China to make greater efforts in disaster reduction

08:04, October 14, 2010      

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At the Shanghai Expo and on the International Day for Disaster Reduction, governors, non-governmental organizations and the public agreed that creating better cities meant making them more resilient.

Helena Molin Valdes, deputy director of the United Nations International Strategy for Disaster Reduction (UNISDR), urged governments to make more efforts in disaster reduction and prevention at a forum, "Is Your City Ready?" held at the Expo Wednesday.

Molin Valdes said the UNISDR has launched the "Making Cities Resilient Campaign" with 10 points to be accomplished. The main objectives of the campaign include raising the awareness of citizens and governments at all levels of the benefits of reducing urban risks, identifying budget allocations within local government funding plans to invest in disaster risk reduction activities, and including disaster risk reduction in participatory urban development planning processes and protect critical infrastructure.

Two cities in China, Chengdu in Sichuan Province and Baofeng in Henan Province, have signed to join the campaign, making commitments to reduce urban disaster risks, according to Molin Valdes, and she hoped there would be hundreds of Chinese cities joining the campaign next year.

Molin Valdes said to encourage local governments to invest in disaster reduction, it was important to make local governments' work visible and let the media broadcast it, so that the public could know what was happening.

"And the public will also participate in finding solutions. It's a collaboration between the population and the local government," she said.

The UNISDR will work with China's Ministry of Civil Affairs and Chengdu City to promote the campaign with other cities, she said, adding "We just start to do a plan with Chengdu, and we will organize a forum with local governors next year."

Mao Zhixiong, Assistant Mayor of Chengdu, said at the forum that the Wenchuan earthquake in 2008 made people aware about the importance of disaster reduction, including education on disaster prevention and infrastructure construction.

"We will do more to build the city's capacities against disasters," Mao said.

"We have taken measures to ensure the information about risks and response of the government to be delivered to the public as quickly as possible," he said.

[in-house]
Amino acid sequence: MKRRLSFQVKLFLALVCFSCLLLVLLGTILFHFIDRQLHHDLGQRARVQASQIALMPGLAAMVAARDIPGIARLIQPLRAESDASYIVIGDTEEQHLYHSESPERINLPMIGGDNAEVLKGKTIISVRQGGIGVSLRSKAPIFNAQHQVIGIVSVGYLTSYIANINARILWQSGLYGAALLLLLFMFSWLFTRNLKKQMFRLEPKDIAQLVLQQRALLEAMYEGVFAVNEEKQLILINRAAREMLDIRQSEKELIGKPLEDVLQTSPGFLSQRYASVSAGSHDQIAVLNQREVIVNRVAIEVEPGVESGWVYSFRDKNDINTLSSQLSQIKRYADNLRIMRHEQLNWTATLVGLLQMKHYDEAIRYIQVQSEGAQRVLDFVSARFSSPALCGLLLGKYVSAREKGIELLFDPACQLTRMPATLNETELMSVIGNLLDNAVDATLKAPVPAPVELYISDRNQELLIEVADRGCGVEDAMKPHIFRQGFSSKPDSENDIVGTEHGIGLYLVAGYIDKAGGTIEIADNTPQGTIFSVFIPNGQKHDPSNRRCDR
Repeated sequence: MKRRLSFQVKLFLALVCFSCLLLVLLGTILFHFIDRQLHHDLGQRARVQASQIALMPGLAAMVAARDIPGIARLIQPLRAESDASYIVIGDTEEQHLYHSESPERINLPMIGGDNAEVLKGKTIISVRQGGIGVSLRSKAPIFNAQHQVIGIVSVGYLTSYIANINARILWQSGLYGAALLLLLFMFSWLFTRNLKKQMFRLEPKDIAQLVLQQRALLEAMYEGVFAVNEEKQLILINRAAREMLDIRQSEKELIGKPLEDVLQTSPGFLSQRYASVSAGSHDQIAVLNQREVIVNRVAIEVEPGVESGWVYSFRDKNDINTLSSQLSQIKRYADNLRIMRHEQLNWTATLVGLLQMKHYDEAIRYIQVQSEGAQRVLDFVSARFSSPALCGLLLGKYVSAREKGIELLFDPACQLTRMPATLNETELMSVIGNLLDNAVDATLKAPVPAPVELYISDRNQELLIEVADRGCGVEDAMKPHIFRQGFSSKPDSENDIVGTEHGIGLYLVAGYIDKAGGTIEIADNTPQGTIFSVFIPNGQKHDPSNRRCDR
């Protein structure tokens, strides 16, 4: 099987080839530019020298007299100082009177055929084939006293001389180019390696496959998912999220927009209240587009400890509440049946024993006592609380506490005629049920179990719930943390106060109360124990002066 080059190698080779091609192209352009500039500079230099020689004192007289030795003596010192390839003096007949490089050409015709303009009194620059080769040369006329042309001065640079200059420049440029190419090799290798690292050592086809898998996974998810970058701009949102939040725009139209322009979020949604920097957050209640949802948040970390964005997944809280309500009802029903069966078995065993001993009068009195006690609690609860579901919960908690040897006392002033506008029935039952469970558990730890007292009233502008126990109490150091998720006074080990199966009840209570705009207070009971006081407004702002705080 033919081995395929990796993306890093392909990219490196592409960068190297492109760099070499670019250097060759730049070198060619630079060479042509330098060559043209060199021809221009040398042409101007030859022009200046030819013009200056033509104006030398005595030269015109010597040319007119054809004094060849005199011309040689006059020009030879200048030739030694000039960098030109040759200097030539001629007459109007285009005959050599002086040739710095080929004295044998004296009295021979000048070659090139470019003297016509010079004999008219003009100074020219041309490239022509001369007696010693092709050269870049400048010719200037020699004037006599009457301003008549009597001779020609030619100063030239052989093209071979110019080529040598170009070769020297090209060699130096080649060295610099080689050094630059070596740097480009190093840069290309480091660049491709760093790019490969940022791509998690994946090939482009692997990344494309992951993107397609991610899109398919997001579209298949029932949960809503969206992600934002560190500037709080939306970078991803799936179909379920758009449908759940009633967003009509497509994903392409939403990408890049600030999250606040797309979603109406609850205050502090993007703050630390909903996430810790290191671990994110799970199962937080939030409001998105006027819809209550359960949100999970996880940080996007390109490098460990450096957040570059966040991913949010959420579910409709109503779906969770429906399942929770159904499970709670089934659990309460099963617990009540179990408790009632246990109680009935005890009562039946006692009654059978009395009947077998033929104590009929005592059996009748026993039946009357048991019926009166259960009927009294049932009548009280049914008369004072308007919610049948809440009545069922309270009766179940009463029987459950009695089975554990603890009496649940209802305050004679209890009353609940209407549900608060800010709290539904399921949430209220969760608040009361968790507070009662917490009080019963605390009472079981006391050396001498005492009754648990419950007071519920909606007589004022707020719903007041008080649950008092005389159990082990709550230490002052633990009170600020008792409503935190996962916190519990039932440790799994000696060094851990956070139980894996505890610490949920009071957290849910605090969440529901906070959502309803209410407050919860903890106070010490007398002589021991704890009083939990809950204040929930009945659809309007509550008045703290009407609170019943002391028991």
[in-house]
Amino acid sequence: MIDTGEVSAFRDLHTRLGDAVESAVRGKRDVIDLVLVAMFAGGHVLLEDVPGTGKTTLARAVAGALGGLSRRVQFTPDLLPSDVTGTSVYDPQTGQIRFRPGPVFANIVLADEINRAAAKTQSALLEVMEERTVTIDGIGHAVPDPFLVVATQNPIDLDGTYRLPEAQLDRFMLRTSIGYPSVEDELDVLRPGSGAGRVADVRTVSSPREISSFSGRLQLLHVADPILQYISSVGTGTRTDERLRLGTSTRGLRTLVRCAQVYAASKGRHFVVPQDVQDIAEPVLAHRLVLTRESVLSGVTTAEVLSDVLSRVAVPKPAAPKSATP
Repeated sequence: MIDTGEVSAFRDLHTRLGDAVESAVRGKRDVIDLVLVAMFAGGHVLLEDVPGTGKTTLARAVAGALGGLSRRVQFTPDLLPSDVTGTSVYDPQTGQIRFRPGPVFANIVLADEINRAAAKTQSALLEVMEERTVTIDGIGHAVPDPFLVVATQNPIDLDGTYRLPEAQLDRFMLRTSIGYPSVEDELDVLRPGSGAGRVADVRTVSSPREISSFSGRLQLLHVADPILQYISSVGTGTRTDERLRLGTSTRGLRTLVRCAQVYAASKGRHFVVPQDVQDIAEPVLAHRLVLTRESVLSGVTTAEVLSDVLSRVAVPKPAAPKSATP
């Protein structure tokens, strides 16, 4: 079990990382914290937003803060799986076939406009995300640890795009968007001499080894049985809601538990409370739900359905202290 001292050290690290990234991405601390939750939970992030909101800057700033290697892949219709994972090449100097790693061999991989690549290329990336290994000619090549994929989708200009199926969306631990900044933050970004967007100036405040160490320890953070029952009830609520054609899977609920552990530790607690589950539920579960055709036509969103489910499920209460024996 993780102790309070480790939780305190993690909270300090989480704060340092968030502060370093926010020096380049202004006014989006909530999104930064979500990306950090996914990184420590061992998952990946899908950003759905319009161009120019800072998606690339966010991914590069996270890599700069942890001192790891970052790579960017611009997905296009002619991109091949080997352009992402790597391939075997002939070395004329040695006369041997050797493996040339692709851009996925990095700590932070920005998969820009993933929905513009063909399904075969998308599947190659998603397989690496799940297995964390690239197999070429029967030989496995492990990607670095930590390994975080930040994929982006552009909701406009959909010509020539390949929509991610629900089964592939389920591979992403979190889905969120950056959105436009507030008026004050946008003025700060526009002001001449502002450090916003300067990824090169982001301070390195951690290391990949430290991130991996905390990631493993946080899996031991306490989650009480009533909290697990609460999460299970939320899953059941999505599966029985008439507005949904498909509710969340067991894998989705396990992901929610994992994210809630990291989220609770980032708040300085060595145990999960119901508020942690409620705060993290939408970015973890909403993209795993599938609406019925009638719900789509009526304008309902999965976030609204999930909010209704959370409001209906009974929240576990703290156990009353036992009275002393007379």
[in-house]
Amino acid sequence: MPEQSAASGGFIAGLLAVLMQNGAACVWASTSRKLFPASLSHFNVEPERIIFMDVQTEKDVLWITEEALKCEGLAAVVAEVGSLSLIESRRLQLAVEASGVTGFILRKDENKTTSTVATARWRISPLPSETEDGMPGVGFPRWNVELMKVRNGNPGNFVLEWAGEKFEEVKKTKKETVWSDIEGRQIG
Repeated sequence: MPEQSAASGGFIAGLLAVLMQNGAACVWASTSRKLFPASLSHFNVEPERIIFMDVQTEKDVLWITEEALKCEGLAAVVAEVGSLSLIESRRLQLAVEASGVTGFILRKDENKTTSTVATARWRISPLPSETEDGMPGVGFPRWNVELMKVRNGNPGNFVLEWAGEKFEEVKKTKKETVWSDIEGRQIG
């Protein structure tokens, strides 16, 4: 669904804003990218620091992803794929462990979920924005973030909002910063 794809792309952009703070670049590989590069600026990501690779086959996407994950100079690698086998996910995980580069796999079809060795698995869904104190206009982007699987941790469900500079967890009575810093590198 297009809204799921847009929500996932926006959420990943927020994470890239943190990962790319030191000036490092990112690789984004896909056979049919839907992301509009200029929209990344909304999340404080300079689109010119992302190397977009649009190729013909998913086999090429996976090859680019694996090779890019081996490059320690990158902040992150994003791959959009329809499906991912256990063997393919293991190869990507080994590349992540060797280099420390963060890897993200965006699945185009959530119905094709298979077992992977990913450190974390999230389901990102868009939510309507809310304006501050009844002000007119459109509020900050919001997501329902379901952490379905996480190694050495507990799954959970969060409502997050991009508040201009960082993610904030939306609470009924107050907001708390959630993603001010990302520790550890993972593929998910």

Among disaster reduction, relief and reconstruction, Mao said local government should make reduction work a top priority.

Yin Yin Nwe, United Nations Children's Fund Representative and UN Disaster Management Team Chair in China, agreed and said governments should put a lot of resources into preparation and disaster reduction.

"If you are well prepared, you won't need too much in the aftermath," she said.

The UN General Assembly designated the second Wednesday of October as the International Day for Disaster Reduction. The theme of this year's International Day for Disaster Reduction, the 21st year it has been observed, is "making cities resilient."

China plans to invest hundreds of billions of yuan in the next five years reinforcing the country's small and medium-sized dilapidated reservoirs to prevent large flood-triggered geological disasters, said Du Ying, deputy director of the National Development and Reform Commission (NDRC), China's top economic planning body, in Beijing on Tuesday.

A new mechanism of ecological compensation will also be established to finance these projects, according to Du.

According to statistics from the Ministry of Water Resources, China has invested 64.9 billion yuan (9.72 billion U.S. dollars) in consolidating the country's 9,197 run-down reservoirs since major floods that left more than 4,100 Chinese dead in 1998.

By Monday, floods, landslides and mudslides in China had killed 3,313 people, forced the relocation of 15.7 million people and caused direct economic losses of 369.67 billion yuan (55.36 billion U.S. dollars), according to statistics from the Chinese National Committee for Disaster Reduction and the Ministry of Civil Affairs.

In September, the Chinese central government issued a statement stressing the importance of improving river controls and preventing mountain floods in the wake of frequent natural disasters this year.



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